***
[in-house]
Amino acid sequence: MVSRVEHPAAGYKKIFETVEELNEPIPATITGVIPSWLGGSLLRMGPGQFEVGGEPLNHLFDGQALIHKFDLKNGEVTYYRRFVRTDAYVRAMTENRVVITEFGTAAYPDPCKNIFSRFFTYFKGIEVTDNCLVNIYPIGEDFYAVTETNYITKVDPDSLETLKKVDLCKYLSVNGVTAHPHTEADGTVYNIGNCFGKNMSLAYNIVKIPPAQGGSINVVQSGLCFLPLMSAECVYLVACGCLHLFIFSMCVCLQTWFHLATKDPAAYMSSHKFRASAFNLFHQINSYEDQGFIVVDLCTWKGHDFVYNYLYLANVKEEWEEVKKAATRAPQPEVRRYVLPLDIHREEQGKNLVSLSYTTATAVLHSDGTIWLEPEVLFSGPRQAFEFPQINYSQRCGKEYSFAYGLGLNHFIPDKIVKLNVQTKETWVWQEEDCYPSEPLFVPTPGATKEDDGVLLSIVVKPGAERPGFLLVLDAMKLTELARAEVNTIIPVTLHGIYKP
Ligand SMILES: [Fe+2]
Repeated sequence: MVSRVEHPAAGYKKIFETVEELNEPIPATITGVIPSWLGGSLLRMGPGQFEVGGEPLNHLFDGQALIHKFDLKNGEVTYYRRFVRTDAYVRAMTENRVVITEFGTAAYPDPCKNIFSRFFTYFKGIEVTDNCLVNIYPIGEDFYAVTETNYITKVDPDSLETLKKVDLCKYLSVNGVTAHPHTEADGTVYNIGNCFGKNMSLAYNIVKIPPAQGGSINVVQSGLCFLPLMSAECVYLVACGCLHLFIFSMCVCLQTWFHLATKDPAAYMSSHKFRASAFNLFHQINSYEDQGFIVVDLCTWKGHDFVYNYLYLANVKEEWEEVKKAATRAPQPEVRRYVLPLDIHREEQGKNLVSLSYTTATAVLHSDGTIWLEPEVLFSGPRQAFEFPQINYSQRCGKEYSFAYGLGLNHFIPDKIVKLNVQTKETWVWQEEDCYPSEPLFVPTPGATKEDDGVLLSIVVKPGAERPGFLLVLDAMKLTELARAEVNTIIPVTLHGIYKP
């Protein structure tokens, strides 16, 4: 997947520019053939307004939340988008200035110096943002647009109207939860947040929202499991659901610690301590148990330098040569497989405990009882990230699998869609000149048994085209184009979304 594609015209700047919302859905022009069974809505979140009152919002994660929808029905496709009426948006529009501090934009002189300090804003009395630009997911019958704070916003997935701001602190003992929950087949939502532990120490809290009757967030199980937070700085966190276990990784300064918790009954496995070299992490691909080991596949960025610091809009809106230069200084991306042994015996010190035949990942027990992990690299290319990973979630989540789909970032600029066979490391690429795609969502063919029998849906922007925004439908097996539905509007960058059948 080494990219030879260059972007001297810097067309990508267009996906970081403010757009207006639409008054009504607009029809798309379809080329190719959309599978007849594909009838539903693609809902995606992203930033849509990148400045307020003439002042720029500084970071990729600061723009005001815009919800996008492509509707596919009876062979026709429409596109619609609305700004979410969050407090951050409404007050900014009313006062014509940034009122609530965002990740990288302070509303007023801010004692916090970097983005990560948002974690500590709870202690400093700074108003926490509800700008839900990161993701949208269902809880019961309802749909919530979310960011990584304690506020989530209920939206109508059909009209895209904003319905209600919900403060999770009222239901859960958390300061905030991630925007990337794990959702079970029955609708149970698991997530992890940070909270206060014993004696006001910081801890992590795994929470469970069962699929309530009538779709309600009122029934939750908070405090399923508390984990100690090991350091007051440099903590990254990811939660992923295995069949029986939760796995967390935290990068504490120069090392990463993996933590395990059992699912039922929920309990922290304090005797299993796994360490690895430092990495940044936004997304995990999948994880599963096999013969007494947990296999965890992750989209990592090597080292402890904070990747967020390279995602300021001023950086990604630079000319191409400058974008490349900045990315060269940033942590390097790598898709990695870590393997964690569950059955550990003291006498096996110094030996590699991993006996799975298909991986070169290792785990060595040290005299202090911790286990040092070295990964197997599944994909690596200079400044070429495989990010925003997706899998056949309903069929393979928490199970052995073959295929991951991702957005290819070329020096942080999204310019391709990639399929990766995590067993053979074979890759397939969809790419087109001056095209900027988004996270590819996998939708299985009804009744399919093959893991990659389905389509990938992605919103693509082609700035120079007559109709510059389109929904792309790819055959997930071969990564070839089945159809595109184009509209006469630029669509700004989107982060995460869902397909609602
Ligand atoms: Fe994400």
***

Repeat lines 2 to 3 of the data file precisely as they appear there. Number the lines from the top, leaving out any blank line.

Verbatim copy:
Amino acid sequence: MVSRVEHPAAGYKKIFETVEELNEPIPATITGVIPSWLGGSLLRMGPGQFEVGGEPLNHLFDGQALIHKFDLKNGEVTYYRRFVRTDAYVRAMTENRVVITEFGTAAYPDPCKNIFSRFFTYFKGIEVTDNCLVNIYPIGEDFYAVTETNYITKVDPDSLETLKKVDLCKYLSVNGVTAHPHTEADGTVYNIGNCFGKNMSLAYNIVKIPPAQGGSINVVQSGLCFLPLMSAECVYLVACGCLHLFIFSMCVCLQTWFHLATKDPAAYMSSHKFRASAFNLFHQINSYEDQGFIVVDLCTWKGHDFVYNYLYLANVKEEWEEVKKAATRAPQPEVRRYVLPLDIHREEQGKNLVSLSYTTATAVLHSDGTIWLEPEVLFSGPRQAFEFPQINYSQRCGKEYSFAYGLGLNHFIPDKIVKLNVQTKETWVWQEEDCYPSEPLFVPTPGATKEDDGVLLSIVVKPGAERPGFLLVLDAMKLTELARAEVNTIIPVTLHGIYKP
Ligand SMILES: [Fe+2]